Discovering Hope
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Life doesn’t always turn out as we dreamed it would. Frustrations  happen. People change. Circumstances can seem overwhelming at times. Is it possible to birth something hopeful, when all we can see is our challenges?

Being a positive mom doesn’t mean we ignore the pain or frustrations.  It does mean, as we embrace the challenges, we ask the question, “How can I grow or learn or make something good come out of this?”

Helen Keller showed us what it looks like to overcome the negatives. Born in 1880, a severe illness left her unable to see or hear. Yet through the patient and persistent instruction of her teacher, Anne Sullivan, Helen learned to read, write and speak. She didn’t stop there! She went on to study French and Greek at Radcliffe College. At the age of 26, she published her life story and became a well-known public figure and humanitarian, speaking in over twenty-five countries throughout the world. Her life and story has inspired countless millions to turn life’s challenges into possibilities.

She wrote, “When one door of happiness closes, another opens; but often we look so long at the closed door that we do not see the one which has been opened for us.” Certainly her incredible accomplishments epitomize human potential in the face of adversity.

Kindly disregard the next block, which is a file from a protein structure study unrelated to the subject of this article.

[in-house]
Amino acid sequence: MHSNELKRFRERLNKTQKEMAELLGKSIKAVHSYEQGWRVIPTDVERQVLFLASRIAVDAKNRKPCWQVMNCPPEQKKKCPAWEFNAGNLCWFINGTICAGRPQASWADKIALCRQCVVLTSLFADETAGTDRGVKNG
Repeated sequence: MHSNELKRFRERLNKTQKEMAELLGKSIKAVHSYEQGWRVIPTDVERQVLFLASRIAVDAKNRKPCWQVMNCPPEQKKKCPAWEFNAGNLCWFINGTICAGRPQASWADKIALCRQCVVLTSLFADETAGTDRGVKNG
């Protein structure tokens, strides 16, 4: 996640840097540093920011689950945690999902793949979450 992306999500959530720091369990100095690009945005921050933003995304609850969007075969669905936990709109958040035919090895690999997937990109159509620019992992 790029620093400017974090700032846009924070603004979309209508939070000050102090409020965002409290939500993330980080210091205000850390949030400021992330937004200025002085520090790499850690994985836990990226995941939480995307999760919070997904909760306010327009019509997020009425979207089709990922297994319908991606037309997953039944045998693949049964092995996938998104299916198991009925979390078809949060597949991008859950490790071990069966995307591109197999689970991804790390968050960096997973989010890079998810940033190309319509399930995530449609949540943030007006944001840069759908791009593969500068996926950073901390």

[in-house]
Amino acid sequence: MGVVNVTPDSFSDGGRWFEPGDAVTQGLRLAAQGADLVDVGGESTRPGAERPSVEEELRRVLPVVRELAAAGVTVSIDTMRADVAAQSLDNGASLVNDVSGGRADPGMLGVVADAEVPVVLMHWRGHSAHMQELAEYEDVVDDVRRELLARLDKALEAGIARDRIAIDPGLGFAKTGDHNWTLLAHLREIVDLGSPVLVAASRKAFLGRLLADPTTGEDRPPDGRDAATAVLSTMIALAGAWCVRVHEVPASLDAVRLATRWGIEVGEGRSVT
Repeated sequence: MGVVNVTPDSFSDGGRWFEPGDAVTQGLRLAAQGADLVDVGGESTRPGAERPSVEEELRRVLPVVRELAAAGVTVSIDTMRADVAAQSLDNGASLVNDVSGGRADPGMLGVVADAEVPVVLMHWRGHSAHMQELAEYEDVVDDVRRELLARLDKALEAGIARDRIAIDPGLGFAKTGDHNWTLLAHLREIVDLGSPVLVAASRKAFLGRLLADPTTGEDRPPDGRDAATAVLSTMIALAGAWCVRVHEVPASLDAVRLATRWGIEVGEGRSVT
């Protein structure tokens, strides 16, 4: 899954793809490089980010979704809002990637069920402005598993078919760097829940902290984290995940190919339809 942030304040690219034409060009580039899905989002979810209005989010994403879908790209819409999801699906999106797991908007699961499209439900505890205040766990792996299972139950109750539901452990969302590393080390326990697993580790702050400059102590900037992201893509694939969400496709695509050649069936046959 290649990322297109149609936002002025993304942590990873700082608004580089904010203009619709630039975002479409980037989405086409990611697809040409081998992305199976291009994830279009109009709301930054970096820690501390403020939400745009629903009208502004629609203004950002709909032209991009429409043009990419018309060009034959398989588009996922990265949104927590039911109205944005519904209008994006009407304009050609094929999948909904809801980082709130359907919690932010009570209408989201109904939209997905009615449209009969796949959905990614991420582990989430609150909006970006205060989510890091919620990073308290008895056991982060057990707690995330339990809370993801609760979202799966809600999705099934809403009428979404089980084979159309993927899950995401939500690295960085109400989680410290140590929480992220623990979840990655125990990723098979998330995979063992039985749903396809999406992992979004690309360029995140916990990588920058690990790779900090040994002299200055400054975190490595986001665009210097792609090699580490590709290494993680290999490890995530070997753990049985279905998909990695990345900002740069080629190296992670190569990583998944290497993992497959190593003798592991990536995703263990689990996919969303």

It’s not what happens to us that define us, it’s what we do with it that matters. Let’s be willing to change our focus. As moms, we can teach our kids to be creative and look for ways to make the best out of the worst. Each of us  can find hope in unlikely places, but we have to be looking for it.

Make this a week of possibilities!

Photo by Claude Piché on Unsplash

Read more in The Power of a Positive Mom

10 Principles of Positive People
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How would you describe a truly positive person? My personal definition includes someone who is both realistic and optimistic – a person who is an encourager rather than a discourager. A positive person doesn’t ignore the frustrations and the downsides of life, they just choose to look at them in light of the possibilities, not the problems.

The question is, can any mom become a more optimistic thinker, even the cup-half-empty sort? Recent studies in neuroscience tell us yes, people can change the way they think. Often when we get in a rut of negative thinking, we continue to play the same patterns of thought over and over again, but it is possible to start new patterns. When we change our thinking habits and focus on what is good and hopeful, our brains create new neuropathways. We can develop a new pattern of looking toward the opportunities, rather than dwelling on the obstacles.

Generally speaking, there are a few common characteristics I have observed in those moms who live with a sunny disposition. Positive people tend to:

  1. Focus on the good qualities in both people and circumstances, and stop comparing with others.
  2. Consider the needs of others, looking for ways to bring joy into someone else’s life.
  3. Practice daily gratitude to God and to others.
  4. Let go of past hurts and bitterness, and live with a forgiving heart.
  5. Choose to learn from their mistakes and mishaps.